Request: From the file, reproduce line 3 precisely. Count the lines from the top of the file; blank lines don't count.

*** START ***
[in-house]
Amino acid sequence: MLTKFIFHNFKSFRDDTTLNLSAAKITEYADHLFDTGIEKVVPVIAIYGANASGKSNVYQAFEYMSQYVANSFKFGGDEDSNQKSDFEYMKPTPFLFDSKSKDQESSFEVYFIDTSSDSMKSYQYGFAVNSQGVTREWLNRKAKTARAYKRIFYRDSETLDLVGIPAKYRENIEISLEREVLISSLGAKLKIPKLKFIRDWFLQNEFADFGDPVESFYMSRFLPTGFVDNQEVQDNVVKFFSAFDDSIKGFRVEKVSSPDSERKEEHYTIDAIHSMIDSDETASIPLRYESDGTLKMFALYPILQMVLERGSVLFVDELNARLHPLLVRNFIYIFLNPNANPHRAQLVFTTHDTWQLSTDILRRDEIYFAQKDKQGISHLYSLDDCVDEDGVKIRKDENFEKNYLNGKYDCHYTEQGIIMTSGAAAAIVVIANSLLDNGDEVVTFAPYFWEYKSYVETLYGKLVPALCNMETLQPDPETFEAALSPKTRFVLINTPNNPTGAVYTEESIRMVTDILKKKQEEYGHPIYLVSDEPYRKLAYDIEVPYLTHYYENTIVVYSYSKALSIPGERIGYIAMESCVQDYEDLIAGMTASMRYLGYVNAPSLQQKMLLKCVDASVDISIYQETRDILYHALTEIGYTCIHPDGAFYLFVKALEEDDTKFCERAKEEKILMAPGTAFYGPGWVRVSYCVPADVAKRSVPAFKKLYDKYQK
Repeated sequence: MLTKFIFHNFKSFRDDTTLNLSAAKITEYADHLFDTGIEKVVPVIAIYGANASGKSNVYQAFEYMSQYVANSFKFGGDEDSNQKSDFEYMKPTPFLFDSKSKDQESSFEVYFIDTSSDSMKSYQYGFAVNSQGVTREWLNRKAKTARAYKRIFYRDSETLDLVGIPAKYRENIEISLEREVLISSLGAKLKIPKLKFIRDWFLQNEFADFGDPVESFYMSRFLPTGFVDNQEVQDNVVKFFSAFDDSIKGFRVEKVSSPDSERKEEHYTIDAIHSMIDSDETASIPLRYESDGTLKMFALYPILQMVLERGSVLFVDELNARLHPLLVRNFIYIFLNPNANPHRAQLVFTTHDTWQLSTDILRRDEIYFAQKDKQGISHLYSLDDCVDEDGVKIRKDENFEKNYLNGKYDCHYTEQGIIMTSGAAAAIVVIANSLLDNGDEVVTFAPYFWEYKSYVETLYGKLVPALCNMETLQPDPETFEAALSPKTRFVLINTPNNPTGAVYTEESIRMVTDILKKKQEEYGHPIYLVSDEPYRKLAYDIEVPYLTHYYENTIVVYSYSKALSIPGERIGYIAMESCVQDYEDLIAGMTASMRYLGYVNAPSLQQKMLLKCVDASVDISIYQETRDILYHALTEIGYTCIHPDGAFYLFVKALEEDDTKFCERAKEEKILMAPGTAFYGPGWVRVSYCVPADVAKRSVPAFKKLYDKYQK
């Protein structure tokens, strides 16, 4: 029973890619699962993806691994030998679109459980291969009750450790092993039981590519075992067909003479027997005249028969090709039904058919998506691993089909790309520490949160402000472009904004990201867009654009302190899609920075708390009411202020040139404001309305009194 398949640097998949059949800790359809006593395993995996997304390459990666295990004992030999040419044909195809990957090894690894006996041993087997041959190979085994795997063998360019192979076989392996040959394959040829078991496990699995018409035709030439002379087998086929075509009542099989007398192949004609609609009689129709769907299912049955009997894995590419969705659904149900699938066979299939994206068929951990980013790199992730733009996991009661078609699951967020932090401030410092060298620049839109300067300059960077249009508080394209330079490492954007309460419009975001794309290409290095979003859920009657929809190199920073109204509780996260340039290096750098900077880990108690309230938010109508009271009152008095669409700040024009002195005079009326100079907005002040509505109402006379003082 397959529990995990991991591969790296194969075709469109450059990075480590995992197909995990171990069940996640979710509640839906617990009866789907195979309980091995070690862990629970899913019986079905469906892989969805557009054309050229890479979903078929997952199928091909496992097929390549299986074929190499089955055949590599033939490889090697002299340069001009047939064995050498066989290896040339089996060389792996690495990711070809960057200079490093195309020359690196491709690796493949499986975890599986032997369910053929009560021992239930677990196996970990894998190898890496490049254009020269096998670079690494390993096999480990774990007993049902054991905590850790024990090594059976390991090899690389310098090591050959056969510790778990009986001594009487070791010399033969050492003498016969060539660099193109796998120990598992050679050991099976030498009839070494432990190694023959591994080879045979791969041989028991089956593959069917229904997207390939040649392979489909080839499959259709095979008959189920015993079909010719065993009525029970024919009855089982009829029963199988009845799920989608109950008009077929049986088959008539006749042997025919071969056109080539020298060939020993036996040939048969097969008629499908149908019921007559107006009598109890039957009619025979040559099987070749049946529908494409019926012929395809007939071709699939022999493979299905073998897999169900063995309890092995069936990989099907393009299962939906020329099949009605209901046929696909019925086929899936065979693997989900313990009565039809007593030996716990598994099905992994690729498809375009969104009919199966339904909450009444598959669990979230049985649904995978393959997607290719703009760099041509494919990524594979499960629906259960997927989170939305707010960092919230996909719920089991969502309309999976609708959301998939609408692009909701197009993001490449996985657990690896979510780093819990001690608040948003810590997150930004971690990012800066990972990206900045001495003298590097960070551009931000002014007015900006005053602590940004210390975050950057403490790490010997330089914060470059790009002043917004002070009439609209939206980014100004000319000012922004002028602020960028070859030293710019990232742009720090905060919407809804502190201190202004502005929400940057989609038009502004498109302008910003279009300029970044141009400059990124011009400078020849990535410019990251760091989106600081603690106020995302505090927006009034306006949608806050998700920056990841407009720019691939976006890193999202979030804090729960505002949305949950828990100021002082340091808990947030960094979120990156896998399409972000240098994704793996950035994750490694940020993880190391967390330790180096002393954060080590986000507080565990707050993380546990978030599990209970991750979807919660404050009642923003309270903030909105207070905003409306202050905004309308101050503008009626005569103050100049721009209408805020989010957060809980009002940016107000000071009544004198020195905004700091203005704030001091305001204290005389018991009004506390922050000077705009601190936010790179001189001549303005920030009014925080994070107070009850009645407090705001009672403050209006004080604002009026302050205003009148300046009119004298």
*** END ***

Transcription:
Repeated sequence: MLTKFIFHNFKSFRDDTTLNLSAAKITEYADHLFDTGIEKVVPVIAIYGANASGKSNVYQAFEYMSQYVANSFKFGGDEDSNQKSDFEYMKPTPFLFDSKSKDQESSFEVYFIDTSSDSMKSYQYGFAVNSQGVTREWLNRKAKTARAYKRIFYRDSETLDLVGIPAKYRENIEISLEREVLISSLGAKLKIPKLKFIRDWFLQNEFADFGDPVESFYMSRFLPTGFVDNQEVQDNVVKFFSAFDDSIKGFRVEKVSSPDSERKEEHYTIDAIHSMIDSDETASIPLRYESDGTLKMFALYPILQMVLERGSVLFVDELNARLHPLLVRNFIYIFLNPNANPHRAQLVFTTHDTWQLSTDILRRDEIYFAQKDKQGISHLYSLDDCVDEDGVKIRKDENFEKNYLNGKYDCHYTEQGIIMTSGAAAAIVVIANSLLDNGDEVVTFAPYFWEYKSYVETLYGKLVPALCNMETLQPDPETFEAALSPKTRFVLINTPNNPTGAVYTEESIRMVTDILKKKQEEYGHPIYLVSDEPYRKLAYDIEVPYLTHYYENTIVVYSYSKALSIPGERIGYIAMESCVQDYEDLIAGMTASMRYLGYVNAPSLQQKMLLKCVDASVDISIYQETRDILYHALTEIGYTCIHPDGAFYLFVKALEEDDTKFCERAKEEKILMAPGTAFYGPGWVRVSYCVPADVAKRSVPAFKKLYDKYQK